The researchers already developed a honeybee flight simulation model, called ALIS, last year. ALIS can reproduce insect trajectories primarily using computer-processed visual data (the objects that are present and their movements). These biorobotics specialists then built a flight chamber, with a complex geometric shape, that foraging bees slowly learned to cross to reach a reward of sugar water. This flight chamber had several constrictions where the floor and ceiling, or the side walls, converged. The researchers observed that a bee's speed decreased in proportion to the narrowest point of passage in the flight chamber, whether the constriction was horizontal or vertical. In other words, a bee slows its flight speed as an obstacle gets closer. Its speed depends on the size of the visual field and, therefore, on the closeness of the obstacle. This behaviour was well predicted by the ALIS model simulation: the trajectories of bees flying in the flight chamber corresponded perfectly to the trajectories predicted by virtual insect modeling.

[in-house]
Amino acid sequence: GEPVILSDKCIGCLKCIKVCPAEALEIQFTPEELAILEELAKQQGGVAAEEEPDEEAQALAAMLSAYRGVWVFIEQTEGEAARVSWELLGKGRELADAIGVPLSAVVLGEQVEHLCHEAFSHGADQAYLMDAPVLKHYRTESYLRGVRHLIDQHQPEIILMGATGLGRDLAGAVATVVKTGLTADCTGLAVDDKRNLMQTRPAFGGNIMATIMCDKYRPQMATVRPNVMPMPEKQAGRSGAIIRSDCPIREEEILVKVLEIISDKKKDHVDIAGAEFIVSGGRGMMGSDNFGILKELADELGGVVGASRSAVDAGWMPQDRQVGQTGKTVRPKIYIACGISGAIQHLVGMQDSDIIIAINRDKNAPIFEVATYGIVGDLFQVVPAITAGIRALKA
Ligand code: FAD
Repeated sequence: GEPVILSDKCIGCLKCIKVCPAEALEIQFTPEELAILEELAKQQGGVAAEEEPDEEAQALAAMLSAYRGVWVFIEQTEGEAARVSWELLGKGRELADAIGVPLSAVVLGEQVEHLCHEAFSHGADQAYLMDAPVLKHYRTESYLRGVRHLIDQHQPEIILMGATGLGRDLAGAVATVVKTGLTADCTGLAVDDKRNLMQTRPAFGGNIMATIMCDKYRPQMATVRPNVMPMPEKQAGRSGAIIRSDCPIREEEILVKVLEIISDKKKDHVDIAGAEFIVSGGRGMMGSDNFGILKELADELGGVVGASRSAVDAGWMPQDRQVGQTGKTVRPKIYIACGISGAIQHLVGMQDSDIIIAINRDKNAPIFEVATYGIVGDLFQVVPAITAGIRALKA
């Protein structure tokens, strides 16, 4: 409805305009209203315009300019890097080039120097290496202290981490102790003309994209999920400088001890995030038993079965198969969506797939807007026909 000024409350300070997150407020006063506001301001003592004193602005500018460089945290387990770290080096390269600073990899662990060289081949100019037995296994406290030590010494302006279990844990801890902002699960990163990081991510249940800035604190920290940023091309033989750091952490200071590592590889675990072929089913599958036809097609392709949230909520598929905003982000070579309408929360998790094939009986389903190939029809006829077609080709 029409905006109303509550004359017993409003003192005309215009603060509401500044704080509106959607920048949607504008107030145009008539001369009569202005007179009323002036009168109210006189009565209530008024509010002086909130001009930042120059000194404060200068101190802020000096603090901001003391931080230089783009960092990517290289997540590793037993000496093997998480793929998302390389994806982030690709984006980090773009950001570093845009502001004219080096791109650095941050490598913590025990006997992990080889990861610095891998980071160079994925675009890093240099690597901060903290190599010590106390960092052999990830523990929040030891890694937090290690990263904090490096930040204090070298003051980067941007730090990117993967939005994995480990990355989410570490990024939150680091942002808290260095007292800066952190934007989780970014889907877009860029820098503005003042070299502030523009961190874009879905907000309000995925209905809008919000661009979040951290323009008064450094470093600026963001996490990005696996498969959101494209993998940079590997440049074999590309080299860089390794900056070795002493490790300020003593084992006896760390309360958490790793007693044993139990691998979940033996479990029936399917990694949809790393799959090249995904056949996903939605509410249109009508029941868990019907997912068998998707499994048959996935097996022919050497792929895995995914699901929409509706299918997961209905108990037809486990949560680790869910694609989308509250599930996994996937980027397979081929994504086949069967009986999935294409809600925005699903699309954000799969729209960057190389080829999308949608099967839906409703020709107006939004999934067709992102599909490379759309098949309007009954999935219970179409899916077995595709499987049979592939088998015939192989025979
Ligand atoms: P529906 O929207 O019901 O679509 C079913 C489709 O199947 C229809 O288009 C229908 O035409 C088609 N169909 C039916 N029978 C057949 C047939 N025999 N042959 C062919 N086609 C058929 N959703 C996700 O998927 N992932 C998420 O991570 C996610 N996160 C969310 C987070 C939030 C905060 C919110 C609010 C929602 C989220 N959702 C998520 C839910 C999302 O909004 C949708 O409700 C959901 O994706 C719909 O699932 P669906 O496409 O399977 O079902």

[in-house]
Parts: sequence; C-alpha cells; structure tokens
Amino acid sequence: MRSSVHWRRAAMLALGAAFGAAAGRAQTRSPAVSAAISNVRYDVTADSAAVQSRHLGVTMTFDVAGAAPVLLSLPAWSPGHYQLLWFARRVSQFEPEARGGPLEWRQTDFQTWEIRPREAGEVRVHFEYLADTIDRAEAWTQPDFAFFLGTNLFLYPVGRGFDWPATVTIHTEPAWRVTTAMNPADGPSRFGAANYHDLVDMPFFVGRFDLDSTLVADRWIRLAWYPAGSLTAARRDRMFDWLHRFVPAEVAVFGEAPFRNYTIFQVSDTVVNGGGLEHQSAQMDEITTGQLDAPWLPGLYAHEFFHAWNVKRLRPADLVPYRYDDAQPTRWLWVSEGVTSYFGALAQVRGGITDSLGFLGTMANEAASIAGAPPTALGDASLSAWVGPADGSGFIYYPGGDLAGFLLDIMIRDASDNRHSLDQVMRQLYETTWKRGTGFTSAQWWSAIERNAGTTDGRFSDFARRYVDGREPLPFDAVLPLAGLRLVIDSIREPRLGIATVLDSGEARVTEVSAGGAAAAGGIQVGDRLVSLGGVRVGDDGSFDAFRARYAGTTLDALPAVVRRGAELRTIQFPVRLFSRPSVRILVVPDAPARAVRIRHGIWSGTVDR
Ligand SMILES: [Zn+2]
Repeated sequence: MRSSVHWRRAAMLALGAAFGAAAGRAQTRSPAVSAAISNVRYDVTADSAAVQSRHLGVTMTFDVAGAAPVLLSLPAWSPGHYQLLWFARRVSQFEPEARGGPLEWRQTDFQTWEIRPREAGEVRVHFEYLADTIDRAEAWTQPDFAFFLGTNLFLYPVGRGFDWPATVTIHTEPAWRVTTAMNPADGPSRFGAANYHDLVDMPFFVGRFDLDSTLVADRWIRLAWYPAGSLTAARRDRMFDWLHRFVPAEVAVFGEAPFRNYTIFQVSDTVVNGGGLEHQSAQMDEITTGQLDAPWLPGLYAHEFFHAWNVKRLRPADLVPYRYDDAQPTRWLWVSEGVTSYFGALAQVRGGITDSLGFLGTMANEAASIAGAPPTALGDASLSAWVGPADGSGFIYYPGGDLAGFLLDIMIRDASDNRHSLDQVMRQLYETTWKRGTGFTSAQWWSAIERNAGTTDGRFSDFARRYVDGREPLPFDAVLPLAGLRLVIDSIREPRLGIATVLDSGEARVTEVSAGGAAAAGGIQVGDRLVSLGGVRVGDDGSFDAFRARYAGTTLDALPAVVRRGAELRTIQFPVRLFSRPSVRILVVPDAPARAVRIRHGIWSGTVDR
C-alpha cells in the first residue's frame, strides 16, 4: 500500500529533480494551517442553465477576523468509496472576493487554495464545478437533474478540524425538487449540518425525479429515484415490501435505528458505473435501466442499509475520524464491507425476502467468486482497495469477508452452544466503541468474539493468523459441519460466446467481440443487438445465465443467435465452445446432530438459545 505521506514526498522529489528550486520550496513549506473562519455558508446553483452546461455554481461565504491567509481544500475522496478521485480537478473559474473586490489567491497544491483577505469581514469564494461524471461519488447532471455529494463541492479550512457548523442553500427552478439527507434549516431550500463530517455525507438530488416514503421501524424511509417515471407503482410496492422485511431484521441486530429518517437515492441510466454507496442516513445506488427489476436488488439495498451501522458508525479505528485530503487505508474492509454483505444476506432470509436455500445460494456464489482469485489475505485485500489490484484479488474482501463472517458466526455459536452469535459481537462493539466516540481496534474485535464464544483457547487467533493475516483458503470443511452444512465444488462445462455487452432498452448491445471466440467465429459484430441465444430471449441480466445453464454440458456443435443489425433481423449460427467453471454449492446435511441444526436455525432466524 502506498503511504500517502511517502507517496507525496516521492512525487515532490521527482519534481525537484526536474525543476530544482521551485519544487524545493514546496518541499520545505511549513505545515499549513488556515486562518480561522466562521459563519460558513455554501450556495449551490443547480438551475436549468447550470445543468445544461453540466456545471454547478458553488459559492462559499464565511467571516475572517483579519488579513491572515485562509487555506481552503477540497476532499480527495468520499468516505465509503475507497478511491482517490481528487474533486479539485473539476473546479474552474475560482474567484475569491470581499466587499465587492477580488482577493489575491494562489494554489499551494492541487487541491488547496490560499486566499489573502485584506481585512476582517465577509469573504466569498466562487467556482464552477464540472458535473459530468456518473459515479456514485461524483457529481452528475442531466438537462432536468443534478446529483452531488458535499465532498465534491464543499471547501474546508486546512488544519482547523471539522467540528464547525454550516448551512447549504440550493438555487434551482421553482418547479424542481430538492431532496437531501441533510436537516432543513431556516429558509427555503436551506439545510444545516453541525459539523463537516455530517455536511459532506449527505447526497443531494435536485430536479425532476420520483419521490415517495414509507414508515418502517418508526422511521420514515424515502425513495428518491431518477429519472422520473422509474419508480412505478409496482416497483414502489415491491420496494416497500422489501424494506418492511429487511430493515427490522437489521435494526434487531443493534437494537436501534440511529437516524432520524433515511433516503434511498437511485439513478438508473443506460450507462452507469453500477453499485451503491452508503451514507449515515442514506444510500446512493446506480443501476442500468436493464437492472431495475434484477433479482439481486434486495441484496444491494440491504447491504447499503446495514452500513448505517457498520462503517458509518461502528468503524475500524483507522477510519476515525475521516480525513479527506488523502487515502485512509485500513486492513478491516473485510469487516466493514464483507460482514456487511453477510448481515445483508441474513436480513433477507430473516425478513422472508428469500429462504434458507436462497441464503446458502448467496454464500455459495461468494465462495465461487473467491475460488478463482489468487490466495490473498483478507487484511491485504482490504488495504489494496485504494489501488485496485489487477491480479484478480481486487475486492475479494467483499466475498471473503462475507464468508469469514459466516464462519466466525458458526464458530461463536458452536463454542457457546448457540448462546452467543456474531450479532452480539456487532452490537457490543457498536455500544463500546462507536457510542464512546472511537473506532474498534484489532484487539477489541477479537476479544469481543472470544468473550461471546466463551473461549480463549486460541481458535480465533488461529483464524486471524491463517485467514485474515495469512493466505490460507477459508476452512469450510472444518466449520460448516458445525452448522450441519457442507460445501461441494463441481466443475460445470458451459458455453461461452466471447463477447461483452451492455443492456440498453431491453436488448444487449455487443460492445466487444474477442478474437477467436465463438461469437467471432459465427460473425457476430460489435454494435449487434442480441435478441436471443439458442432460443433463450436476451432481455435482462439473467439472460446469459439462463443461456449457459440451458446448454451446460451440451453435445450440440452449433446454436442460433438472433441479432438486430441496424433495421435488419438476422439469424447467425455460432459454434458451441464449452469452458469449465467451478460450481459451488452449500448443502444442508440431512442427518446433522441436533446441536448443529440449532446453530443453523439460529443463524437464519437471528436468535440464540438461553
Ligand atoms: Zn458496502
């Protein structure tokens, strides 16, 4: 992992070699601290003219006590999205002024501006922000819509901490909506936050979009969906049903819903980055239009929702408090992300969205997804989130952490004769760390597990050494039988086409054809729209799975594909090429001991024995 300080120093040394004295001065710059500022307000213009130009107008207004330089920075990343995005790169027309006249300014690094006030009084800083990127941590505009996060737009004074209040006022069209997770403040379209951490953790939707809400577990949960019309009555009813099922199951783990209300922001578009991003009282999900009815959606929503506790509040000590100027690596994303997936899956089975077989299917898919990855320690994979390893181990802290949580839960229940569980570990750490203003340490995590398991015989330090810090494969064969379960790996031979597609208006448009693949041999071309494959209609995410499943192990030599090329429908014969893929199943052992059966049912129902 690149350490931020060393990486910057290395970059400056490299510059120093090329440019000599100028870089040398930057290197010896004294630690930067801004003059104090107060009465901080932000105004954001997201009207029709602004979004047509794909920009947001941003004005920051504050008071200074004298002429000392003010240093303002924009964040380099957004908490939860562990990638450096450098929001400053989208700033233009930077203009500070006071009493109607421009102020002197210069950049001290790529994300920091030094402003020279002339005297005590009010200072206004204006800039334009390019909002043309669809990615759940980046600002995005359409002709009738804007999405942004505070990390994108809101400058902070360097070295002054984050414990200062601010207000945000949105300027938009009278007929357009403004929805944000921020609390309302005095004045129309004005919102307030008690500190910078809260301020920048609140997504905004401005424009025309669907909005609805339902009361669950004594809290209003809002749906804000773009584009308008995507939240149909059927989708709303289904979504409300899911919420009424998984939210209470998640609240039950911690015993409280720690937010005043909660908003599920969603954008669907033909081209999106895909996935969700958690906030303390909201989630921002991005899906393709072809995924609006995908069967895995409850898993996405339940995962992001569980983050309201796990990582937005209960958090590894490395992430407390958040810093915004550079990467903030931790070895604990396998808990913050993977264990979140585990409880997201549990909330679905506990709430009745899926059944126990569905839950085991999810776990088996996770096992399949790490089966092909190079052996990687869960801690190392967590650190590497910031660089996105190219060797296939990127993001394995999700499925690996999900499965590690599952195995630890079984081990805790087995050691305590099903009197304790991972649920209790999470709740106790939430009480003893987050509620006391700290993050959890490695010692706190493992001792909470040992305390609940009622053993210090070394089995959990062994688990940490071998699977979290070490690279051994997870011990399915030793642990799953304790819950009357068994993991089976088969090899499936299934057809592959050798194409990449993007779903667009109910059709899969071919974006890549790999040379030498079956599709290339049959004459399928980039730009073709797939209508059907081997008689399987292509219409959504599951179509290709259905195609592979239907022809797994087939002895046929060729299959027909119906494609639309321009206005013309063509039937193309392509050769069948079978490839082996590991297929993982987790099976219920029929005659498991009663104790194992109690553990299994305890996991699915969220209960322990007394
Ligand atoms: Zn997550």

The scientists point to the existence of controllers that maintain the optical flows, i.e., visually-perceived speed/distance, at constant values. Thus, if the insect is flying in an environment that is becoming increasingly crowded, this "cruise control" forces it to reduce its speed in order to maintain constant speed/distance. An "optic flow regulator" model makes it possible to understand how a bee is able to fly without ever needing to measure its speed or its position from the walls and how it can do without traditional aerospace sensors, like Doppler radars, that give speed in relation to the ground. These ultra-precise sensors have the disadvantage of being bulky, expensive and power consuming. The present research illustrates the dual challenge of biorobotics, both in fundamental and applied research. These findings could have aerospace applications, such as during the crucial phases when aircraft fly in confined environments.